Pssst . . . We can see your real names on LinkedIn comments!

Blurred lines between social media and journalism Articles regarding  online bullying  (of all age groups) are commonplace; stories about restaurant receipts posted to Twitter (showing tips and lack thereof, religious judgments, or kind benefactors gifting hundreds) seem to happen every  week ; and  iCloud /  Instagram  /  Facebook  /  smart phone  hacking stories share equal billing with declarations of military action and Ebola outbreaks. Underlying this daily saturation of similar stories is social media. Social media provides a never-ending supply of shocking, touching, and thought-provoking fodder. But as these stories spread, it also provides a venue to torment unwilling and unsuspecting victims instantaneously and anonymously. (Conversely, it also makes praising heroes that much  easier .) Simply, if the right person reads, retweets or shares a seemingly innocuous receipt, a regional story can spread like wildfire on traditional and online publications. We have also se

LinkedIn Recommendations: Not just for job seekers! Part I

In my last post, I shared how My Career Grew with LinkedIn . In this next post, learn when to request recommendations from colleagues and employers to use on LinkedIn – and more. Many of you have been in this position: you've made it past your first interview, and you've wowed your prospective employer (or hope you did). Then you get a phone call: you’re informed that they’ll be checking your employment history and references. After respectfully asking what the next steps are (and jumping up and down in excitement), you start calling your former employers and personal references to give them a heads up that someone from Amazing Company will call them. This is the worst possible time to ask for a recommendation. For many, it will turn out fine, but if you haven’t interacted with your previous employers in a while, or that former coworker has moved on to another company, or perhaps your reference didn't know you as well as you think they did, you may be sabotaging yo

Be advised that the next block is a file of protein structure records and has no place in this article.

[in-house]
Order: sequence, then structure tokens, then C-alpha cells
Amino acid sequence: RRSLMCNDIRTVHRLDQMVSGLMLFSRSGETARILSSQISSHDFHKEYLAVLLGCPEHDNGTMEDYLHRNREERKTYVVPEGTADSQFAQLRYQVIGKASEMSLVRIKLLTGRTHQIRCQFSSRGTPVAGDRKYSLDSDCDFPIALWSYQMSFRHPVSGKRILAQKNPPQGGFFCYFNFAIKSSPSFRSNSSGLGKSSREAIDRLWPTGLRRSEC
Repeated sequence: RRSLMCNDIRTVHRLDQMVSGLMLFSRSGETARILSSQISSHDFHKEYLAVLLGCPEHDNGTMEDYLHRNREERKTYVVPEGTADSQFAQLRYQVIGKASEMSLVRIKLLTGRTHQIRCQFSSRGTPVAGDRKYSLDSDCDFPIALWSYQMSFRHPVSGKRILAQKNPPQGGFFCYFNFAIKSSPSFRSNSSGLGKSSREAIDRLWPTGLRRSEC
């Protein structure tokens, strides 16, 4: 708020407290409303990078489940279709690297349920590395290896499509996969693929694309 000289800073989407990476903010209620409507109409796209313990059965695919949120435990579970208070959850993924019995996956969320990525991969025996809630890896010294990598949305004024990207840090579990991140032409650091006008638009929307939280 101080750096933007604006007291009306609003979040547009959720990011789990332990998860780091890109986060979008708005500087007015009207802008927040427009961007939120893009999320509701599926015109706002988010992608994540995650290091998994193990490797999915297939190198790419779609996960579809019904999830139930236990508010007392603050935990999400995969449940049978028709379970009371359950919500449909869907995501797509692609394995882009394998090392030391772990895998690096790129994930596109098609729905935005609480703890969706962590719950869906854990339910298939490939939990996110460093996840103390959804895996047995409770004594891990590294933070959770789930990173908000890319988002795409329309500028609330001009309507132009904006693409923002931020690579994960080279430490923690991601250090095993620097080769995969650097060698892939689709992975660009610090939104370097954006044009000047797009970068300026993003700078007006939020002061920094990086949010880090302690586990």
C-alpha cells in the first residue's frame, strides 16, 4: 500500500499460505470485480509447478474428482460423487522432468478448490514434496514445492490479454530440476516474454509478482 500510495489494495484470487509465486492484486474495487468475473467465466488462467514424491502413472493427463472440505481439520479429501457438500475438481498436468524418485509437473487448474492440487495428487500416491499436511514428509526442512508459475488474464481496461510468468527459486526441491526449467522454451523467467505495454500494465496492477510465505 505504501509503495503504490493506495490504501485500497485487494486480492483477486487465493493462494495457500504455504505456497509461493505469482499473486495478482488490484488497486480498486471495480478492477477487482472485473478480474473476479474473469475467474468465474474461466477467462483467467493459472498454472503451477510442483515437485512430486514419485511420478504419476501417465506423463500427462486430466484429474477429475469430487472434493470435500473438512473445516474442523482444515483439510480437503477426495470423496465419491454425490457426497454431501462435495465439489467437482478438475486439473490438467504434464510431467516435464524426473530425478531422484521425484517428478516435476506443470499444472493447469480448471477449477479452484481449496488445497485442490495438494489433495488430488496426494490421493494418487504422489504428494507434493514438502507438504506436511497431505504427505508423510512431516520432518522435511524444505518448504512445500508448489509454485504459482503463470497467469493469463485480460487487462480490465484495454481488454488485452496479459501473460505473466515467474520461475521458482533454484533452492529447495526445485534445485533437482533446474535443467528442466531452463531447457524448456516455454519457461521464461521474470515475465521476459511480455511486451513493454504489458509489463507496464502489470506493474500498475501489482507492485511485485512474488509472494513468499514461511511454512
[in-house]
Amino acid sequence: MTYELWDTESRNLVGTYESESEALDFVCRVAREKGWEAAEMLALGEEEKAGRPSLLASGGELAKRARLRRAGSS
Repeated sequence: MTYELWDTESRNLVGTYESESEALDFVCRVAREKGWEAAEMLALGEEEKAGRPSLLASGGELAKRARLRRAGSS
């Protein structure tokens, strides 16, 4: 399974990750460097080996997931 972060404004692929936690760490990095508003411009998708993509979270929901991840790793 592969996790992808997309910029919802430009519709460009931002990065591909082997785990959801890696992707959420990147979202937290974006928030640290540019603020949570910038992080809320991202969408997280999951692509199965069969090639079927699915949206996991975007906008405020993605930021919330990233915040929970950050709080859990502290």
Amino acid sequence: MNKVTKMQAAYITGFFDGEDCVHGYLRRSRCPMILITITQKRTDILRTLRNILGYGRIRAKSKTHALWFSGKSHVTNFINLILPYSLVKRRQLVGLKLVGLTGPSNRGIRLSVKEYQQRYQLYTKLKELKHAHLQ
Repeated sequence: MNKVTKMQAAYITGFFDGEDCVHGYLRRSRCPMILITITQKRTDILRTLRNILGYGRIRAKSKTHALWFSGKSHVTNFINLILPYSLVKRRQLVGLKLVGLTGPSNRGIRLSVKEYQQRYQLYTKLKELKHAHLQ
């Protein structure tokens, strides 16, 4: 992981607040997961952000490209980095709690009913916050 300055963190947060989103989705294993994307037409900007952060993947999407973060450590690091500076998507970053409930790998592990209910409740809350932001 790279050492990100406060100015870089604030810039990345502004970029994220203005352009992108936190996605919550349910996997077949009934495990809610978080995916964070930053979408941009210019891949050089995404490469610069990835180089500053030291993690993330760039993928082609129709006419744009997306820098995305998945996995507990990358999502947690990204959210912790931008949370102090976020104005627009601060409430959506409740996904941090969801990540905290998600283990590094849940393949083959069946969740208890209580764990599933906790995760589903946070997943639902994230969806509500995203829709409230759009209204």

#BringBackOurGirls, Child Brides, and Reflection

On April 14, 2014, Boko Haram took credit for the kidnapping of over 200 school-age girls from the town of Chibok, Nigeria. Women who have escaped Boko Haram’s troops in the past claim that women are sold as wives for leaders, for resources, as servants, and to serve as sex slaves. Boko Haram has threatened to sell the girls kidnapped from Chibok as child brides Social Media Since that day in April, I have been following the updates. Disappointingly, more girls have been kidnapped and an entire community was ransacked and people murdered by the same group. I have also watched the social media storm that these events have caused. The hashtag #BringBackOurGirls and the resurgence of #RealMenDontBuyGirls have been used by individuals and celebrities around the world to bring attention to the plight of these kidnapped girls. It’s inspiring and has kept this topic on the forefront of the global community – and rightfully so. In no small part to the constant media attention given